Posted by Way to go Skelly!, a resident of Barron Park
on Nov 3, 2013 at 9:53 pm

To Parents for teachers,
You really hit the right spot. This is one of the reasons that full inclusion does not work. Yes the district loves to put special ed in regular classrooms as long as they do not have to provide extra support for the teacher or the students. And if takes so long for the teachers to get extra support for the them and the student. I have seen it, I have been there. Yes I believe that the root of the problem is the job of Holly Wade as the money keeper. She makes sure she gets few parents services so she can call them to come a kiss her a.. at the board meetings, so it is on TV what a good job she is doing. When there are more than one parent complaining about the special education services their student is getting. Shame on them. They receive $$ from us tax payers, and the government and they do not stop to think before they ignore the rights of our students, like in the case of the Violation of rights of the student at Terman (first to become public). The parents ask so many times to get the student an aide so the bullying would stop, but they decided to ignore the big need to protect this student. This is why they fail the child. Keeping the money was more important for them than protect the student, but now they do have $$ to pay the new position to babysit our district administrators. Money should be spend on our students education and teachers not on lawyers.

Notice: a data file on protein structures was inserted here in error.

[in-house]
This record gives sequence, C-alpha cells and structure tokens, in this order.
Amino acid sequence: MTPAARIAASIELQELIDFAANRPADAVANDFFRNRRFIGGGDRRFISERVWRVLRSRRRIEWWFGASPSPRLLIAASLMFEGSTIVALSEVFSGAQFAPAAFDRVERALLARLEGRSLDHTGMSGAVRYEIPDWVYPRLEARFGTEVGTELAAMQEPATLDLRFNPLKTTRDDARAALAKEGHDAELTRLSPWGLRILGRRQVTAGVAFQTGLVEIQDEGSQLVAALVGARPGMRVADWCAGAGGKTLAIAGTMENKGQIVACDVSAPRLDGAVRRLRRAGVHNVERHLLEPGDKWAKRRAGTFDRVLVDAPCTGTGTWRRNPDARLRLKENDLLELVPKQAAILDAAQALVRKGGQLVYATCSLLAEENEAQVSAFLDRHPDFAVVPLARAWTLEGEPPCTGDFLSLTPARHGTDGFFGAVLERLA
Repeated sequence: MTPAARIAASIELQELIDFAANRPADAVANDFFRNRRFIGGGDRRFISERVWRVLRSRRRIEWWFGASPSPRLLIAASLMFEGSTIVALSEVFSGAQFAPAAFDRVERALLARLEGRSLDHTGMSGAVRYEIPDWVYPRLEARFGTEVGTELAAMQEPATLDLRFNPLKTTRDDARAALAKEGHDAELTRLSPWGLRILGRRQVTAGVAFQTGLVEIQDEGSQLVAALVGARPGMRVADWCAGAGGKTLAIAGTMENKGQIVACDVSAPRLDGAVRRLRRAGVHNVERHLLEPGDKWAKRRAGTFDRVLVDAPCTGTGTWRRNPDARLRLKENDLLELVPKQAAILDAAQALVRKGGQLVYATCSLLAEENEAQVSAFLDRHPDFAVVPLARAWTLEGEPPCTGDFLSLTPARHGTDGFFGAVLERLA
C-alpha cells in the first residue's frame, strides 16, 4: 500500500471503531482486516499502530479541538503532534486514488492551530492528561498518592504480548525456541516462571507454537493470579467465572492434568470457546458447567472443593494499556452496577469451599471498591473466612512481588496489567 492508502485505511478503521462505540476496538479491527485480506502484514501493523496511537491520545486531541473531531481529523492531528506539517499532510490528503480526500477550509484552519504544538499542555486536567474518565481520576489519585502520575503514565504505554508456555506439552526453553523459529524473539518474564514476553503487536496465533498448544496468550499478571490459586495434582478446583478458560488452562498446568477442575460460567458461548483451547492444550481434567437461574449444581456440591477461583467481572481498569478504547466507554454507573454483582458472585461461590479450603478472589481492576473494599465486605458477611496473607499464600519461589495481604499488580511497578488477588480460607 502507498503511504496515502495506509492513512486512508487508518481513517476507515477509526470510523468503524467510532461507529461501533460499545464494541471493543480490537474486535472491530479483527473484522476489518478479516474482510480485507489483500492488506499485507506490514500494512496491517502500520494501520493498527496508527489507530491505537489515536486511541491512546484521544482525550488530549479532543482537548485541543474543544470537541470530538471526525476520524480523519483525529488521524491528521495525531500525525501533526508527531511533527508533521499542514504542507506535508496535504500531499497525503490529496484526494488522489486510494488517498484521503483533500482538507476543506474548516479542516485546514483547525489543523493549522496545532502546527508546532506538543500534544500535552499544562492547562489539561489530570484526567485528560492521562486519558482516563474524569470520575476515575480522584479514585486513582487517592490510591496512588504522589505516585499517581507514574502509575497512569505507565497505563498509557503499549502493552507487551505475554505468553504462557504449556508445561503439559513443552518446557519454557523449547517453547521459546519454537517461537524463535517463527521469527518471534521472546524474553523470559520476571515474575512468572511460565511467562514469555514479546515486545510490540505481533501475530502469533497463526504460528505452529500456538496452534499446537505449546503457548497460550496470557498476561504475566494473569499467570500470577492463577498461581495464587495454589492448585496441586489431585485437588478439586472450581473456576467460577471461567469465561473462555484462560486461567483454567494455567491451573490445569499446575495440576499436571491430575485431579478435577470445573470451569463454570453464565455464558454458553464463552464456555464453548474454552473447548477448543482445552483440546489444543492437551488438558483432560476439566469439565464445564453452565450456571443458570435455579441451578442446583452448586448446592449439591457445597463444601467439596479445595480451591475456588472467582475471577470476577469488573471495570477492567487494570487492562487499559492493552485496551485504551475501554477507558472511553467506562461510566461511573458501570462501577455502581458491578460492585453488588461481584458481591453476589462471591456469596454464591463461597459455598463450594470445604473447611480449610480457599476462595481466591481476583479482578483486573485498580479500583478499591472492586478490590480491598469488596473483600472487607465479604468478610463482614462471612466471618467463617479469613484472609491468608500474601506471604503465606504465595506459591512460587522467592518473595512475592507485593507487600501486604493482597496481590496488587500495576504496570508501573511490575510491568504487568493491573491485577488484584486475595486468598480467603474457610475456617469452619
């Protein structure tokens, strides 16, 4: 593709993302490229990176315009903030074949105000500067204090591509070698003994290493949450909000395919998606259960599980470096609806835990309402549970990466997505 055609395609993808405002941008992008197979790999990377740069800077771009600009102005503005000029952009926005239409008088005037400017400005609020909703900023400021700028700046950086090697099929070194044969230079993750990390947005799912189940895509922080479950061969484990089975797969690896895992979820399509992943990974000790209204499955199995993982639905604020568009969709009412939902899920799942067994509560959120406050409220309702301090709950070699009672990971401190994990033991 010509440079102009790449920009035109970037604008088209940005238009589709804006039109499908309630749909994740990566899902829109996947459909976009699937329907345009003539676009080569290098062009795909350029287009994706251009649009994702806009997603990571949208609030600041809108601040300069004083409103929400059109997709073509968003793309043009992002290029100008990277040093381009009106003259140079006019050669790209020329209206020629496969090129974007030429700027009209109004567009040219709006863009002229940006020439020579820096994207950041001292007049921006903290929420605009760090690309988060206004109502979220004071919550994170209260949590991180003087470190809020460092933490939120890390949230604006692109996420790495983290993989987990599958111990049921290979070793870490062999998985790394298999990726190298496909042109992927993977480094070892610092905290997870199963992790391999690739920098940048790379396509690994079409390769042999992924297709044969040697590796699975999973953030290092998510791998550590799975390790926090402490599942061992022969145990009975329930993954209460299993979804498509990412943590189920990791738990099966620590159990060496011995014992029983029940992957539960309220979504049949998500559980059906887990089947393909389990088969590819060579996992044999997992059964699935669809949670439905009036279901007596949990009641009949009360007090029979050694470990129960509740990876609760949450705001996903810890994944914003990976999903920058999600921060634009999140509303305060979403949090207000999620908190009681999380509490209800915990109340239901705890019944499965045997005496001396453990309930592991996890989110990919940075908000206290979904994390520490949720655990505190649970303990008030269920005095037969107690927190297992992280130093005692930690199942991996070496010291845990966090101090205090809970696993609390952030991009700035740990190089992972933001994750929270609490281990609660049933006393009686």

Posted by Tax Payer, a resident of Mayfield
on Nov 6, 2013 at 11:28 am

Hi

No one has mentioned the value of a BIG BENNY that SOME teachers have - the ability to send their child to a PA school (if space permits) as a non resident, (along the way getting preference which teacher their child gets etc.)
I am not saying they should not get this perk - but I believe its value /worth should be recognized


Posted by You scratch my back, a resident of Another Palo Alto neighborhood
on Nov 12, 2013 at 5:40 pm

Having your child attend a Palo Alto school is not what it used to be. The last six years have not been kind.